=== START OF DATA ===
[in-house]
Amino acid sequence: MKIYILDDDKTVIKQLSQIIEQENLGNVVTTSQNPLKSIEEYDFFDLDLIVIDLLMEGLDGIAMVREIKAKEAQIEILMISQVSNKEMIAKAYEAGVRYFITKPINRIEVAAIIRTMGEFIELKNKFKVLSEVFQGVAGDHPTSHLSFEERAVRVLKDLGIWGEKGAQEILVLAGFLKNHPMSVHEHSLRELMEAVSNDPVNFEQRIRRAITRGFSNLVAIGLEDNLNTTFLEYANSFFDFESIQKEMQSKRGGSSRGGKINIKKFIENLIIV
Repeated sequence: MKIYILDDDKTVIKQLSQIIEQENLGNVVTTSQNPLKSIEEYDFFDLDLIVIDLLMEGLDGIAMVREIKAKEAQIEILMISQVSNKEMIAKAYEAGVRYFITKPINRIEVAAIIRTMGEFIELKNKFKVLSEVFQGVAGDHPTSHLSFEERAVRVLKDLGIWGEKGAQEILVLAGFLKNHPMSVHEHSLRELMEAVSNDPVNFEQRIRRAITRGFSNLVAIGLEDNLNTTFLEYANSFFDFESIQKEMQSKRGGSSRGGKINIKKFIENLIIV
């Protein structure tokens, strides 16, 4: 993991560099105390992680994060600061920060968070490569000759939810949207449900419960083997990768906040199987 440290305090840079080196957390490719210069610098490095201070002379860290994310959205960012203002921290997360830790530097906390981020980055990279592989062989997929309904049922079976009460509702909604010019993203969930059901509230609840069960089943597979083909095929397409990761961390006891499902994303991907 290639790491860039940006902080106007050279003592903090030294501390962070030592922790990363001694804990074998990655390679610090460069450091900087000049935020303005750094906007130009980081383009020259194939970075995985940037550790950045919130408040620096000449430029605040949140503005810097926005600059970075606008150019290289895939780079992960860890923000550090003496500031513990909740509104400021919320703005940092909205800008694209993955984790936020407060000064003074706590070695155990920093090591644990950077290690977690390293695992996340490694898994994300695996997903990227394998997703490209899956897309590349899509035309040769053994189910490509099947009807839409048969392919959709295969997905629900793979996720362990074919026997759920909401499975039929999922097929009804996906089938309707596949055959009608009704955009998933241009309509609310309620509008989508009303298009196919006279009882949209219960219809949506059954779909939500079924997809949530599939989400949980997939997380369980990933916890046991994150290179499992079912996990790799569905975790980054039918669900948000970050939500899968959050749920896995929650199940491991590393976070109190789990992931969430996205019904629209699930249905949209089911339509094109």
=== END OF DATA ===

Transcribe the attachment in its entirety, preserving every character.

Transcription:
[in-house]
Amino acid sequence: MKIYILDDDKTVIKQLSQIIEQENLGNVVTTSQNPLKSIEEYDFFDLDLIVIDLLMEGLDGIAMVREIKAKEAQIEILMISQVSNKEMIAKAYEAGVRYFITKPINRIEVAAIIRTMGEFIELKNKFKVLSEVFQGVAGDHPTSHLSFEERAVRVLKDLGIWGEKGAQEILVLAGFLKNHPMSVHEHSLRELMEAVSNDPVNFEQRIRRAITRGFSNLVAIGLEDNLNTTFLEYANSFFDFESIQKEMQSKRGGSSRGGKINIKKFIENLIIV
Repeated sequence: MKIYILDDDKTVIKQLSQIIEQENLGNVVTTSQNPLKSIEEYDFFDLDLIVIDLLMEGLDGIAMVREIKAKEAQIEILMISQVSNKEMIAKAYEAGVRYFITKPINRIEVAAIIRTMGEFIELKNKFKVLSEVFQGVAGDHPTSHLSFEERAVRVLKDLGIWGEKGAQEILVLAGFLKNHPMSVHEHSLRELMEAVSNDPVNFEQRIRRAITRGFSNLVAIGLEDNLNTTFLEYANSFFDFESIQKEMQSKRGGSSRGGKINIKKFIENLIIV
């Protein structure tokens, strides 16, 4: 993991560099105390992680994060600061920060968070490569000759939810949207449900419960083997990768906040199987 440290305090840079080196957390490719210069610098490095201070002379860290994310959205960012203002921290997360830790530097906390981020980055990279592989062989997929309904049922079976009460509702909604010019993203969930059901509230609840069960089943597979083909095929397409990761961390006891499902994303991907 290639790491860039940006902080106007050279003592903090030294501390962070030592922790990363001694804990074998990655390679610090460069450091900087000049935020303005750094906007130009980081383009020259194939970075995985940037550790950045919130408040620096000449430029605040949140503005810097926005600059970075606008150019290289895939780079992960860890923000550090003496500031513990909740509104400021919320703005940092909205800008694209993955984790936020407060000064003074706590070695155990920093090591644990950077290690977690390293695992996340490694898994994300695996997903990227394998997703490209899956897309590349899509035309040769053994189910490509099947009807839409048969392919959709295969997905629900793979996720362990074919026997759920909401499975039929999922097929009804996906089938309707596949055959009608009704955009998933241009309509609310309620509008989508009303298009196919006279009882949209219960219809949506059954779909939500079924997809949530599939989400949980997939997380369980990933916890046991994150290179499992079912996990790799569905975790980054039918669900948000970050939500899968959050749920896995929650199940491991590393976070109190789990992931969430996205019904629209699930249905949209089911339509094109």